These are flat and permanent birthmarks which are composed of dilated blood vessels and normally red, blue or purple in color (3).They most often appear on the face, neck, and top of shoulder and less frequently around the eyes (3).Observed to occur in three out of every 1000 infants, they most often require medical treatment especially if they are large, lumpy, and disfiguring (4).Popular methods of treatment are laser surgery, steroid injections, surgical excision, and cryotherapy (freezing) (4). If surgical excision of the nevi is impossible due to its large size then treatment must be maintained for life through laser therapy and cryotherapy, because the involvement of the nervous system will make the port-wine stain reappear (3).

The last type of vascular birthmarks are cavernous hemangioma. These are mostly large, red-blue benign tumors, composed of mass of connective and fatty tissue filled with large blood vessels (5).Fully developed at birth, they can grow up to the same size as the body part on which they appear (5).These are however rarely malignant and can be surgically removed if feasible.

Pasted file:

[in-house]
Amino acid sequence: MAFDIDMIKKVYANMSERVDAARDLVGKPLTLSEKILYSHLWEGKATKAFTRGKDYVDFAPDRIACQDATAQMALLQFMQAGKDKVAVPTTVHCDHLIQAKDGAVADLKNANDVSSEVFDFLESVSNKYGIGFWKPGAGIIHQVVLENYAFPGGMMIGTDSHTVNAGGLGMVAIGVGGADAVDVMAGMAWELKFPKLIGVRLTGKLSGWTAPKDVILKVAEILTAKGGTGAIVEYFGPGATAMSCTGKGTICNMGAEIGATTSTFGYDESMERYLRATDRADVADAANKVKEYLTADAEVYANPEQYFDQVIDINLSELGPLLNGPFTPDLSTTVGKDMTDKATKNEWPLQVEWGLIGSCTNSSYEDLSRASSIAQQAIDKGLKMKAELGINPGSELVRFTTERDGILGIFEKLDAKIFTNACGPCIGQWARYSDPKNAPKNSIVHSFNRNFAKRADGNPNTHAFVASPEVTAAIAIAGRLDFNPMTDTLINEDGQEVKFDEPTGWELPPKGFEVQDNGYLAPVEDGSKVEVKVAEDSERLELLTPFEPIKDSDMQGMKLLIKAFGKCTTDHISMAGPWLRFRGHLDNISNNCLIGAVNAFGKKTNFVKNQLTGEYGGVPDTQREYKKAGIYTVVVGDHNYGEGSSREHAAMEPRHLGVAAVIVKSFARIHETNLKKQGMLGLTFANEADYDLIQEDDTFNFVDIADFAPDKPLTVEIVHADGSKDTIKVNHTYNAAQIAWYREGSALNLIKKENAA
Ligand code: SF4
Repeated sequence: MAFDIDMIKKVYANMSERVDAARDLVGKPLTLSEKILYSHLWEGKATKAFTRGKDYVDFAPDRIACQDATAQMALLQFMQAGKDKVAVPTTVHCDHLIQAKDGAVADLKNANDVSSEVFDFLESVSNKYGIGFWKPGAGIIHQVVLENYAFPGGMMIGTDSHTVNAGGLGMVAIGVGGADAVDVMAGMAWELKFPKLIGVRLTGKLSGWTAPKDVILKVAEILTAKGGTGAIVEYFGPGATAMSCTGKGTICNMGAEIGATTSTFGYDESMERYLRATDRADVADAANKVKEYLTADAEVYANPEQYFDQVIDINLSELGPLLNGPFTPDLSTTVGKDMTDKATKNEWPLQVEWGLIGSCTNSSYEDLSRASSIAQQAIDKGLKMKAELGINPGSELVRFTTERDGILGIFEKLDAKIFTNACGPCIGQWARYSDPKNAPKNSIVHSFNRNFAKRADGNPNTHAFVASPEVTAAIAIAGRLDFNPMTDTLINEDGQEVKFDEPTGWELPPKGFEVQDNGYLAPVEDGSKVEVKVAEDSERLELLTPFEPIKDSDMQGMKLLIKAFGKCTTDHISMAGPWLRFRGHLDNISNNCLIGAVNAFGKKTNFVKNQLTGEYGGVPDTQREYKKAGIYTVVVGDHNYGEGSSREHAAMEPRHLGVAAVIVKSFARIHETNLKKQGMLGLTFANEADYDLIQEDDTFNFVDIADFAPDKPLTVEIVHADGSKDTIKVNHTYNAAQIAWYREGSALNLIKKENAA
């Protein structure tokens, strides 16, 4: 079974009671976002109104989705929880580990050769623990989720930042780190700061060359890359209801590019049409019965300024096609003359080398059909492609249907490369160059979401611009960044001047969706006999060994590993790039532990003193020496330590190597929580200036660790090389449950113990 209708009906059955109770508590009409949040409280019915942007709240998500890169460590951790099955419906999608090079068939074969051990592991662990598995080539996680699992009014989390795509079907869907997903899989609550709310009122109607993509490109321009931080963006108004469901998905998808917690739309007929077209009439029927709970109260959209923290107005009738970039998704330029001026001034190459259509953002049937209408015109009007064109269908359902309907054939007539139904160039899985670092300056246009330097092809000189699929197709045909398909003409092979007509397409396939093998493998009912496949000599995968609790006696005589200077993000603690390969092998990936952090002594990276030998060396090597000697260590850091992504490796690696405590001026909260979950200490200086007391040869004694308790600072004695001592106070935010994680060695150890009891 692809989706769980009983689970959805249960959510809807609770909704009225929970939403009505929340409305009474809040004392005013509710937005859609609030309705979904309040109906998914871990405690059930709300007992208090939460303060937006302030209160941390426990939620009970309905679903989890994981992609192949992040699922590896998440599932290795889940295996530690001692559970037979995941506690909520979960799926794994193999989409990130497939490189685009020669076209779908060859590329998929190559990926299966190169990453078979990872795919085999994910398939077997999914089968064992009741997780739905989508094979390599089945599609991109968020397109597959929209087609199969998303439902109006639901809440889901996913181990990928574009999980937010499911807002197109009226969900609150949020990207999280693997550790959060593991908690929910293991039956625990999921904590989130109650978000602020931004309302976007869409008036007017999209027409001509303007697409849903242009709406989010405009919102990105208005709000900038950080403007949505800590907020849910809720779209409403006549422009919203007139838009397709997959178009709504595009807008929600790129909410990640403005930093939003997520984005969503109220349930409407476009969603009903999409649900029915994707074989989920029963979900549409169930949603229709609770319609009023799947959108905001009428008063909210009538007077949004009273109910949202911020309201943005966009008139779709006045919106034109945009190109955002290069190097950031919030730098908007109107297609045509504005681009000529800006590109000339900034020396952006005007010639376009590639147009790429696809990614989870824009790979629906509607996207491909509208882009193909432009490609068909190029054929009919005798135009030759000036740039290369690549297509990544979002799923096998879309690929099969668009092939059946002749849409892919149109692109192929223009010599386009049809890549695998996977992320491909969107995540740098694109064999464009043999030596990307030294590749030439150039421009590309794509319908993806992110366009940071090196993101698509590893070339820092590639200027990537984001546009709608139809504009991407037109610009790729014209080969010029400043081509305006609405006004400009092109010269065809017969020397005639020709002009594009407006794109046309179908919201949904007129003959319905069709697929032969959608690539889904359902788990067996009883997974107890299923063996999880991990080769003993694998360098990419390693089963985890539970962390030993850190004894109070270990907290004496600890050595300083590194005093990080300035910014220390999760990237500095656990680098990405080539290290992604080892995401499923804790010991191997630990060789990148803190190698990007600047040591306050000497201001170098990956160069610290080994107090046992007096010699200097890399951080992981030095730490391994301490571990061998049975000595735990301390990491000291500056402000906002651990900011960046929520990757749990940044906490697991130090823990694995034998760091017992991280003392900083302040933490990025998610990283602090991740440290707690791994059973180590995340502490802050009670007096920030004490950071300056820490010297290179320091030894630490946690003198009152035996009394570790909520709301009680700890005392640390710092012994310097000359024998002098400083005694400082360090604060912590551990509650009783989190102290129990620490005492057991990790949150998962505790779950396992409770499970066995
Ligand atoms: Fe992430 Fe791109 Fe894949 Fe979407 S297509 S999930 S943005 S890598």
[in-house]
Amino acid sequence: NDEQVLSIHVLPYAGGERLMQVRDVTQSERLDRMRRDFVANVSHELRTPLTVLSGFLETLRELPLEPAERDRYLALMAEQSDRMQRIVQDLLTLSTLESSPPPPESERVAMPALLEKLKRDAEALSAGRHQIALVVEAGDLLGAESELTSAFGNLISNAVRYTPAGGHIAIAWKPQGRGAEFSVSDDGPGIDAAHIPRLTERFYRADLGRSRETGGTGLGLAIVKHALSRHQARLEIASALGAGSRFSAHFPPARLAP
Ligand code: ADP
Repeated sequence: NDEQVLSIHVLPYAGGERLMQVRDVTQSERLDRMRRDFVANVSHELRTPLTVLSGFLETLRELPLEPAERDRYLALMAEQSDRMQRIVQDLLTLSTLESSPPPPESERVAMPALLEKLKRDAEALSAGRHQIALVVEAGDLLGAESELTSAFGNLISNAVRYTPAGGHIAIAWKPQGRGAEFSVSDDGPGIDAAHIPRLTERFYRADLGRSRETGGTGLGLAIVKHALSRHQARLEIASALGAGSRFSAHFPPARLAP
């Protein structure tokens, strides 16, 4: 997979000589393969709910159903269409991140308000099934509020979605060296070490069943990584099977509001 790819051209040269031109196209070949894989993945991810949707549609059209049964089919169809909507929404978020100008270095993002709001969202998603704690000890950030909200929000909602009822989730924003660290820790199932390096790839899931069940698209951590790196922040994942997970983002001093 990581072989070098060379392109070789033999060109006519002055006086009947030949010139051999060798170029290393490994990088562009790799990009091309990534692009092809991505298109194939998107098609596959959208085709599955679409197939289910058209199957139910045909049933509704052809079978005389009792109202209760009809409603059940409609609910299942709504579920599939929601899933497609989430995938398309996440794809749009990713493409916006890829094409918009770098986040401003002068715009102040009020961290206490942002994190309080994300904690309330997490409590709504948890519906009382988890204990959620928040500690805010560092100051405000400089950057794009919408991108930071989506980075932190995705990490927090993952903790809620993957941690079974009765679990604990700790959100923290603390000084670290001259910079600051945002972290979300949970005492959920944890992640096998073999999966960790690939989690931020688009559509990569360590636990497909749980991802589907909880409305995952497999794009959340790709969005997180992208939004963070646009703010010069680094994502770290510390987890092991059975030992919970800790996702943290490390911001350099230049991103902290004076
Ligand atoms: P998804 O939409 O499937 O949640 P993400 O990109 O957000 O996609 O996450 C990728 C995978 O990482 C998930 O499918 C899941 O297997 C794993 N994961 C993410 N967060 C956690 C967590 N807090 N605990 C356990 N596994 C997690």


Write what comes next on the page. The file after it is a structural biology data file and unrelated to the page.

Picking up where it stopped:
Think twice if you thought birthmarks are only skin deep. Birthmarks, especially hemangiomas can even grow inside the body (5).These internal hemangiomas (visceral hemangiomas) are highly dangerous and much more difficult to detect (5). They can occur in the liver, intestines, airways, and the brain (5). Jaundice in newborn babies is suspect to be an indication of liver hemangiomas. Blood in stool is a sign of intestinal hemangiomas, while croupy cough and breathing difficulty in newborns could be due to hemangiomas in the airway (5). These internal birthmarks are observed to be more common among infants with hemangiomatosis (multiple hemangiomas(5).It is important that an ultrasound be done for the entire body in such instances to rule out the possibility of them inside the body.